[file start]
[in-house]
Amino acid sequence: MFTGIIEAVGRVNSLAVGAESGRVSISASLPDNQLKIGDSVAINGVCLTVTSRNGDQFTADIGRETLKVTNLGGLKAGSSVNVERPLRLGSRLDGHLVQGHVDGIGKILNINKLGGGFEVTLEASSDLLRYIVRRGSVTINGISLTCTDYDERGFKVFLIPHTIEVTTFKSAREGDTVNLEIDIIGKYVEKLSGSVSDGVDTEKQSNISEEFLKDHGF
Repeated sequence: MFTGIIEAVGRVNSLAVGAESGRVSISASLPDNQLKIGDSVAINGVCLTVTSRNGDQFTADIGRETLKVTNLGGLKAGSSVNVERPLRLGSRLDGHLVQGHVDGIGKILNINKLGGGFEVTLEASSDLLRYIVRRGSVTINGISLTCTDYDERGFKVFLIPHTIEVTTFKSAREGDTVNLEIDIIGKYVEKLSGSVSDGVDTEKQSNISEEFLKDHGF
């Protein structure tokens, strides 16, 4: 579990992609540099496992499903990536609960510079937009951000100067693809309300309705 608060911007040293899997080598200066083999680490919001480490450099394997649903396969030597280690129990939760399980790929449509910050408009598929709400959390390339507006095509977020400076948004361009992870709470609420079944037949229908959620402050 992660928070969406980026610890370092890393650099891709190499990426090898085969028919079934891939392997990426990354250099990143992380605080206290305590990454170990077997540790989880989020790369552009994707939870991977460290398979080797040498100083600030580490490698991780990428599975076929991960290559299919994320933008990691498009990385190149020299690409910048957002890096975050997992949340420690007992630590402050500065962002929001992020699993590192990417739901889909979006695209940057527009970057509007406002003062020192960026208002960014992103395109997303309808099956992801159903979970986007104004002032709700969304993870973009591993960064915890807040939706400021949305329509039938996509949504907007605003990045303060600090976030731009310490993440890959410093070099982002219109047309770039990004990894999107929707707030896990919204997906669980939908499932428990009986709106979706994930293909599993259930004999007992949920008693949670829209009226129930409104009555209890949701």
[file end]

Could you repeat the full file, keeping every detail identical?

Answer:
[in-house]
Amino acid sequence: MFTGIIEAVGRVNSLAVGAESGRVSISASLPDNQLKIGDSVAINGVCLTVTSRNGDQFTADIGRETLKVTNLGGLKAGSSVNVERPLRLGSRLDGHLVQGHVDGIGKILNINKLGGGFEVTLEASSDLLRYIVRRGSVTINGISLTCTDYDERGFKVFLIPHTIEVTTFKSAREGDTVNLEIDIIGKYVEKLSGSVSDGVDTEKQSNISEEFLKDHGF
Repeated sequence: MFTGIIEAVGRVNSLAVGAESGRVSISASLPDNQLKIGDSVAINGVCLTVTSRNGDQFTADIGRETLKVTNLGGLKAGSSVNVERPLRLGSRLDGHLVQGHVDGIGKILNINKLGGGFEVTLEASSDLLRYIVRRGSVTINGISLTCTDYDERGFKVFLIPHTIEVTTFKSAREGDTVNLEIDIIGKYVEKLSGSVSDGVDTEKQSNISEEFLKDHGF
């Protein structure tokens, strides 16, 4: 579990992609540099496992499903990536609960510079937009951000100067693809309300309705 608060911007040293899997080598200066083999680490919001480490450099394997649903396969030597280690129990939760399980790929449509910050408009598929709400959390390339507006095509977020400076948004361009992870709470609420079944037949229908959620402050 992660928070969406980026610890370092890393650099891709190499990426090898085969028919079934891939392997990426990354250099990143992380605080206290305590990454170990077997540790989880989020790369552009994707939870991977460290398979080797040498100083600030580490490698991780990428599975076929991960290559299919994320933008990691498009990385190149020299690409910048957002890096975050997992949340420690007992630590402050500065962002929001992020699993590192990417739901889909979006695209940057527009970057509007406002003062020192960026208002960014992103395109997303309808099956992801159903979970986007104004002032709700969304993870973009591993960064915890807040939706400021949305329509039938996509949504907007605003990045303060600090976030731009310490993440890959410093070099982002219109047309770039990004990894999107929707707030896990919204997906669980939908499932428990009986709106979706994930293909599993259930004999007992949920008693949670829209009226129930409104009555209890949701």